Poetry Explorer- Classic Contemporary Poetry, THE DUKE OF GUISE: EPILOGUE: 2, by JOHN DRYDEN

Poetry Explorer

Classic and Contemporary Poetry

Rhyming Dictionary Search
THE DUKE OF GUISE: EPILOGUE: 2, by             Poet's Biography
First Line: Two houses joined, two poets to a play?
Last Line: But grunts, and groans, and ends at last in fumbling.
Subject(s): Plays & Playwrights ; Politics & Government; Dramatists

Two Houses join'd, two Poets to a Play?
You noisy Whigs will sure be pleas'd to-day;
It looks so like two Shrieves the City Way.
But since our Discords and Divisions cease,
You, Bilboa-gallants, learn to keep the Peace;
Make here no Tilts; let our poor Stage alone;
Or if a decent Murder must be done,
Pray take a civil Turn to Marybone.
If not, I swear we'll pull up all our Benches;
Not for your Sakes, but for our Orange-wenches:
For you thrust wide sometimes, and many a Spark,
That misses one, can hit the other Mark.
This makes our Boxes full; for men of Sense
Pay their four Shillings in their own Defence:
That safe behind the Ladies they may stay,
Peep o'er the Fan, and judge the bloody Fray.
But other Foes give Beauty worse Alarms;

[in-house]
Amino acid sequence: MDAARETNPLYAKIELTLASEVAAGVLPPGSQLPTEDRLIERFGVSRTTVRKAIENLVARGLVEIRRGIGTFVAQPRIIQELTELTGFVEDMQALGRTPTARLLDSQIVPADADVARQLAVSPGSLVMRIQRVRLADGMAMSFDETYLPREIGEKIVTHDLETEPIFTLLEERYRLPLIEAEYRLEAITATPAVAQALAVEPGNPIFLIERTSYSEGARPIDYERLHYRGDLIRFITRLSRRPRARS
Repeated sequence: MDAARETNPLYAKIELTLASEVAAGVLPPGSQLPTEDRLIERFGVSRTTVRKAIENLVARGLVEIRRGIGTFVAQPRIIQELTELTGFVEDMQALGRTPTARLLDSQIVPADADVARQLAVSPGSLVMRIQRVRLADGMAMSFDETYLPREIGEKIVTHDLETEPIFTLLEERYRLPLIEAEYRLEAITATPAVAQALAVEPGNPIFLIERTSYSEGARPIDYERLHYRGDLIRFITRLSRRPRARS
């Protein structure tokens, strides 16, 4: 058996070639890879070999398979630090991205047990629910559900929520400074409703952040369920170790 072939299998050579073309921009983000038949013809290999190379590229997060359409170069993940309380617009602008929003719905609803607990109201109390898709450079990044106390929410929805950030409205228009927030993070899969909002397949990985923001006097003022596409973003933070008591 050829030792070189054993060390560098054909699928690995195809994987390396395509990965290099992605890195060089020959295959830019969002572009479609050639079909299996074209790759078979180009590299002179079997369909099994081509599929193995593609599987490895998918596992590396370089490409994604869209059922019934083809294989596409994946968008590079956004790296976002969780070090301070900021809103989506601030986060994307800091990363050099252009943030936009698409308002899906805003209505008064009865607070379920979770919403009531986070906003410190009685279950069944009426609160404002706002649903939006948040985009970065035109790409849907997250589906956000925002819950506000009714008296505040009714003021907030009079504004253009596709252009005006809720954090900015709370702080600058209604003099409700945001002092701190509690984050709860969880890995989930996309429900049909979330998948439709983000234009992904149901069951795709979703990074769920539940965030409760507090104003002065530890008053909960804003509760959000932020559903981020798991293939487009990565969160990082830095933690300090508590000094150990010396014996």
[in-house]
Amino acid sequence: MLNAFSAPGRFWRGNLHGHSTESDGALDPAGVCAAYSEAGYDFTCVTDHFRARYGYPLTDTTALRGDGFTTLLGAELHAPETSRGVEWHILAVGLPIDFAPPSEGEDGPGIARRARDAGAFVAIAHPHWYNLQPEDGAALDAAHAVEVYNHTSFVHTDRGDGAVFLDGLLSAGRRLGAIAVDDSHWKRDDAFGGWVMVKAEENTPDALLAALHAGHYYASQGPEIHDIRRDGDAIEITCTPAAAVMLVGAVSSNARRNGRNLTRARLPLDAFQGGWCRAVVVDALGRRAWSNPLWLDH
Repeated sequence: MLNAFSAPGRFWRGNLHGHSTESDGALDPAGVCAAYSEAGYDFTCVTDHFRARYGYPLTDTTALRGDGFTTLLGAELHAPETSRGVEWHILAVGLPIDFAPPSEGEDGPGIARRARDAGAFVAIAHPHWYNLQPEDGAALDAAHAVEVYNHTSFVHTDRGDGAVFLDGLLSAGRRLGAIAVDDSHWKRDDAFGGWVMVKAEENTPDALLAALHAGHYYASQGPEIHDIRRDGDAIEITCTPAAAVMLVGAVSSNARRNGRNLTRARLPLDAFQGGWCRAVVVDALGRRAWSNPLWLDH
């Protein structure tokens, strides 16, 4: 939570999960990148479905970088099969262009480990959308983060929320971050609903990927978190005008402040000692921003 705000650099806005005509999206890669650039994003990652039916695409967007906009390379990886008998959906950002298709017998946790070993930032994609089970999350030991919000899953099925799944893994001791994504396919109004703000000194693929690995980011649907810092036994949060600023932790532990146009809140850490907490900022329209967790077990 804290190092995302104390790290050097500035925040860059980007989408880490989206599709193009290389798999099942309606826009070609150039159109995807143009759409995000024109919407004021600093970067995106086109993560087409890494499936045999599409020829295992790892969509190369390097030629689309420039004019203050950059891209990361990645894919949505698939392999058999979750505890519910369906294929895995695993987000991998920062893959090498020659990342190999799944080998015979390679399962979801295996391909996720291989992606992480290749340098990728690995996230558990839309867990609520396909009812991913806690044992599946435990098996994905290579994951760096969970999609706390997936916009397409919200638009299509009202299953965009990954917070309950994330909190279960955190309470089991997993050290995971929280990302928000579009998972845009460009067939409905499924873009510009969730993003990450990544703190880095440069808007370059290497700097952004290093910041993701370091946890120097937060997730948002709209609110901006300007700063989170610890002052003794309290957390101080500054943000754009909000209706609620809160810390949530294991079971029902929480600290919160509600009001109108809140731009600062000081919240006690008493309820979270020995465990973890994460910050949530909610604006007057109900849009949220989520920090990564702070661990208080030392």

The posse-poetarum's up in Arms:
No Woman's Fame their libels has escap'd;
Their Ink runs Venom, and their Pens are clapp'd.
When Sighs and Prayers their ladies cannot move,
They rail, write Treason, and turn Whigs to love.
Nay, and I fear they worse Designs advance,
There's a damn'd Love-trick new brought o'er from France.
We charm in vain, and dress, and keep a Pother,
While those false Rogues are ogling one another.
All Sins besides admit some Expiation;
But this against our Sex is plain Damnation.
They join for Libels too, these Womenhaters;
And as they club for Love, they club for Satyres:
The best on't is they hurt not: for they wear
Stings in their Tails; their only Venom's there.
'Tis true, some shot at first the Ladies hit,
Which able Marksmen made and Men of Wit:
But now the Fools give Fire, whose Bounce is louder;
And yet, like mere Train-bands, they shoot but Powder.
Libels, like Plots, sweep all in their first Fury;
Then dwindle like an ignoramus Jury:
Thus Age begins with towzing and with tumbling,
But grunts, and groans, and ends at last in fumbling.

Other Poems of Interest...

Home: PoetryExplorer.net